Knee Pain relief (Method 1)
Knee pain, hip pain foot pain has been associated with living and movement since time immemorial. In years gone by (approximately 200 BC), books of healing were written that told of curing ailments with pressure by a stone. These cures were achieved by pressing certain points on the body. From these points the Science of Acupressure was developed.
This method of healing is of great benefit to all of us who walk and run, as the point referenced not only helps maintain the spring in the legs, it also gives relief to pain located on the inside of the knee, pain in the front of the shin bone, and sore feet. Once the technique is practiced, the point to apply pressure on seems to just attract the tip of your elbow, as though it was designed that way.
Of course this technique is for the immediate relief of pain to reintroduce mobility. As with all injuries that occur without any visible or recognisable form of impact, the first point of call is always going to be how you’re breathing. The distribution of both inhalation and exhalation to both sides of your body as is taught in the TriBreath member area, and then bringing in specific energy awareness regarding both anatomy and body mechanics is the surest way of maintaining your mobility to the end of your days. But for now let’s just get up and walking or running again 🙂
1. Sitting on the ground with both legs bent in front of you, the leg whose heel is closest to the groin is the one we will treat. If we are treating the left leg, we will use the four fingers of our left hand as our ruler.
2. Pull the heel in close and compress the calf muscle (the gastrocnemius) against the thigh. See the crease made between the thigh and calf muscle that starts at the knee. Place the four fingers at the beginning of the crease, and the edge where the index finger ends is the point where you apply your healing pressure.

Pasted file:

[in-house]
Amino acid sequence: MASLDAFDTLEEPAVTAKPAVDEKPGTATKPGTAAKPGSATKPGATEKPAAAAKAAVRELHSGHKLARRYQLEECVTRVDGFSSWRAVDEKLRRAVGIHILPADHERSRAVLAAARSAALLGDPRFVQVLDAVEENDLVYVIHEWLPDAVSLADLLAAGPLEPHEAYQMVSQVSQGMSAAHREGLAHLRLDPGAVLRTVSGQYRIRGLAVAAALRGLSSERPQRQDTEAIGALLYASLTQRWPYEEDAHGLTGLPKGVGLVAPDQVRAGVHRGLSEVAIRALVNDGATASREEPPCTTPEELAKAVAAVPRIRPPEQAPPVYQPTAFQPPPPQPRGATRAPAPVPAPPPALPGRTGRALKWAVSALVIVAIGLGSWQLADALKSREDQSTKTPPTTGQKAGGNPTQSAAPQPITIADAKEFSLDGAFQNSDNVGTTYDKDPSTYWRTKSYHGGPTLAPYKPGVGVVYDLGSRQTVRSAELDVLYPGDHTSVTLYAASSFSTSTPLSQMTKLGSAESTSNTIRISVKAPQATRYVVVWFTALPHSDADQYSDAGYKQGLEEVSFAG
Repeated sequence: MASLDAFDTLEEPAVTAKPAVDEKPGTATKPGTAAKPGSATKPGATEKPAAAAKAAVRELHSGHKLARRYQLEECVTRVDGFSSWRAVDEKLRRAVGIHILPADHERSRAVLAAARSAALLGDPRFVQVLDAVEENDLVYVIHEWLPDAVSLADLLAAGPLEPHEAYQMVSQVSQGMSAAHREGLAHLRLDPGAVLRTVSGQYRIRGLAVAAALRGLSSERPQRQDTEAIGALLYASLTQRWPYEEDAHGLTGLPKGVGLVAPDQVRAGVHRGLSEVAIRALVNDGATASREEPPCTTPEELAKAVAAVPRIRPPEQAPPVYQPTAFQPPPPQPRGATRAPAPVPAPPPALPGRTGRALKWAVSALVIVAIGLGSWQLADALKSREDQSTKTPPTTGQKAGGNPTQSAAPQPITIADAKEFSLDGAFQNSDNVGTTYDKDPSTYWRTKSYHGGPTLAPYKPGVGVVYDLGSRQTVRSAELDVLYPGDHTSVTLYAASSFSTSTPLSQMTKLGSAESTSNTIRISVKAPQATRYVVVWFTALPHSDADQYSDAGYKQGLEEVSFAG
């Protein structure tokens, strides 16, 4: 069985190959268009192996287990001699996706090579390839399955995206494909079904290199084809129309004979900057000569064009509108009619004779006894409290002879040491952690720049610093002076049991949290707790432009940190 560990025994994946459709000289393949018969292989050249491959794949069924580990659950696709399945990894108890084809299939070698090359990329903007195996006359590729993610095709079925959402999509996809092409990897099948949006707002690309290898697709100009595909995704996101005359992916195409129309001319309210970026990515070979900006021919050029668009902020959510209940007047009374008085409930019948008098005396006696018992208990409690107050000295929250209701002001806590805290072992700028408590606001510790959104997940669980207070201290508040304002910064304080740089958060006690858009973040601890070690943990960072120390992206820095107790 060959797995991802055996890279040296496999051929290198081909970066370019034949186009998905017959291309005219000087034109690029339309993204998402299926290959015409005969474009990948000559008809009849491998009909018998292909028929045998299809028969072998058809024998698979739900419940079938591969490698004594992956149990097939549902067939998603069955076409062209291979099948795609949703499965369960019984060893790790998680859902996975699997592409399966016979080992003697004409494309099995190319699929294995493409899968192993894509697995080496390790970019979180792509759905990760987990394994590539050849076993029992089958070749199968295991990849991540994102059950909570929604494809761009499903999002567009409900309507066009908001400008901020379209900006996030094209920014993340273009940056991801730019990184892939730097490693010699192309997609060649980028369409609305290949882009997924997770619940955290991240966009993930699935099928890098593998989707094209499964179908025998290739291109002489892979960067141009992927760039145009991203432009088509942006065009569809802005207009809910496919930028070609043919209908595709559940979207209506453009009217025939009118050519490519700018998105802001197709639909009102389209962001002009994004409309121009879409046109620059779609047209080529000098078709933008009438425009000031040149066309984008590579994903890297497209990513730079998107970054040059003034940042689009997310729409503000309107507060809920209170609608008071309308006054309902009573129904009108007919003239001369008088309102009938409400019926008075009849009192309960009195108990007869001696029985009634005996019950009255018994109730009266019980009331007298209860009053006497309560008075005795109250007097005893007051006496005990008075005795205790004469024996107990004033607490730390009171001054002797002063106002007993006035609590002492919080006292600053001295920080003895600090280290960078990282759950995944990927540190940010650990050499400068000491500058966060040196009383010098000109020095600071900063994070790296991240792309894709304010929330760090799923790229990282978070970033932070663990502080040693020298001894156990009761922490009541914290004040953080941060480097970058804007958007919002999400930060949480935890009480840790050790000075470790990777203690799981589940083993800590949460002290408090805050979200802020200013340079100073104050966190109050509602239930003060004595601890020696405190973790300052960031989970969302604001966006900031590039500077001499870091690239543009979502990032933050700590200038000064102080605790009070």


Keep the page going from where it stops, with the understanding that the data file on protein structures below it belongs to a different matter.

3. In the beginning have no concerns about accuracy when you first embark on these techniques. The first step in any form of regeneration is to first “find the points of tension” and familiarise yourself as to where you’re holding tension. Thus approximate is more than good enough in the beginning as it is with any endeavour, you only get good at what you practice.
4. Take a breath in, and gently place the tip of your left elbow on the point.
5. As you breathe out, using the right arm and right knee for both support and as a fulcrum, apply a firm and consistent pressure on the calf muscle and hold for ten breaths in and ten breaths out. As you breathe in and out, focus on relaxing the back of your neck and shoulders this allowing the weight of your upper torso to help maintain the compressive pressure.
6. Relax and repeat three times or until one feels complete.
Tip… Hold and keep your direction of force towards the shinbone. Don’t let the elbow slip towards the thigh or into the groove. Stay focused on maintaining just enough pressure to stay on your point. Relax your abdomen and slightly increase your pressure on the breath out.
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